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Nipah virus circulation at human¿bat interfaces, Cambodia

Cappelle J., Hoem T., Hul V., Furey N.M., Nguon K., Prigent S., Dupon L., Ken S., Neung C., Hok V., Pring L., Lim T., Bumrungsri S., Duboz R., Buchy P., Ly S., Duong V., Tarantola A., Binot A., Dussart P.. 2020. Bulletin of the World Health Organization, 98 (8) : p. 539-547.

Objective: To better understand the potential risks of Nipah virus emergence in Cambodia by studying different components of the interface between humans and bats.Methods: From 2012 to 2016, we conducted a study at two sites in Kandal and Battambang provinces where fruit bats (Pteropus lylei) roost. We combined research on: bat ecology (reproductive phenology, population dynamics and diet); human practices and perceptions (ethnographic research and a knowledge, attitude and practice study); and Nipah virus circulation in bat and human populations (virus monitoring in bat urine and anti-Nipah-virus antibody detection in human serum).Findings : Our results confirmed circulation of Nipah virus in fruit bats (28 of 3930 urine samples positive by polymerase chain reaction testing). We identified clear potential routes for virus transmission to humans through local practices, including fruit consumed by bats and harvested by humans when Nipah virus is circulating, and palm juice production. Nevertheless, in the serological survey of 418 potentially exposed people, none of them were seropositive to Nipah virus. Differences in agricultural practices among the regions where Nipah virus has emerged may explain the situation in Cambodia and point to actions to limit the risks of virus transmission to humans.Conclusion: Human practices are key to understanding transmission risks associated with emerging infectious diseases. Social science disciplines such as anthropology need to be integrated in health programmes targeting emerging infectious diseases. As bats are hosts of major zoonotic pathogens, such integrated studies would likely also help to reduce the risk of emergence of other bat-borne diseases.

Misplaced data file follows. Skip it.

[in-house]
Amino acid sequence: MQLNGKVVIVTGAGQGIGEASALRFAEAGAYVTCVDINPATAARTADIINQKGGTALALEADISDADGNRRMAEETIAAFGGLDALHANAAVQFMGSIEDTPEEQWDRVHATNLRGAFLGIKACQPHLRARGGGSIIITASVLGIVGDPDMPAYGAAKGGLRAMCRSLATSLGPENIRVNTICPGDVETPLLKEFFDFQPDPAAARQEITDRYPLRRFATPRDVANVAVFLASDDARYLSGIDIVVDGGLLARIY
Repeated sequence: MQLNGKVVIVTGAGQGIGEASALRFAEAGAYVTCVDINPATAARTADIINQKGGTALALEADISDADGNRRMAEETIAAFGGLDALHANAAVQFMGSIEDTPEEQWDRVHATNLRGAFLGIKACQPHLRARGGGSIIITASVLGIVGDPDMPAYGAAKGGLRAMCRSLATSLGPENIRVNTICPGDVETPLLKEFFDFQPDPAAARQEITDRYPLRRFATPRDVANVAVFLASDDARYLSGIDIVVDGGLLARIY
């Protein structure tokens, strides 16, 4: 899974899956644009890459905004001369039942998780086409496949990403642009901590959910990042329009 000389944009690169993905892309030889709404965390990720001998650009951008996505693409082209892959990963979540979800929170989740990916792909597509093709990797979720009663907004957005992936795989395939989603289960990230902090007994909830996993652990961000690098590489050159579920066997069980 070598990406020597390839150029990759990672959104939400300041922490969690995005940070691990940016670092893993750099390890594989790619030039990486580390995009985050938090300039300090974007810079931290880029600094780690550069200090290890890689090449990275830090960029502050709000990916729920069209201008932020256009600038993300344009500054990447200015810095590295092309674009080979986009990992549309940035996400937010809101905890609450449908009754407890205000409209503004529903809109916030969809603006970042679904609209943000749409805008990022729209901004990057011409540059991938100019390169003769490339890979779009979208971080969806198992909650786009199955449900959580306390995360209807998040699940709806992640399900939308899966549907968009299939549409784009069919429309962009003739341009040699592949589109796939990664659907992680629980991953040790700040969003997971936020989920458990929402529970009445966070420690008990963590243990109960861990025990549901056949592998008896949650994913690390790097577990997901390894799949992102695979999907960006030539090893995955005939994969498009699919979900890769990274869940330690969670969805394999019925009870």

Mots-clés : Épidémie; anticorps; urine; Écologie microbienne; Écologie animale; pteropodidae; pteropus [en]; rna viruses; paramyxoviridae; cambodge; Émergence; pteropus lylei; henipavirus; virus nipah

Thématique : Maladies des animaux; Autres thèmes

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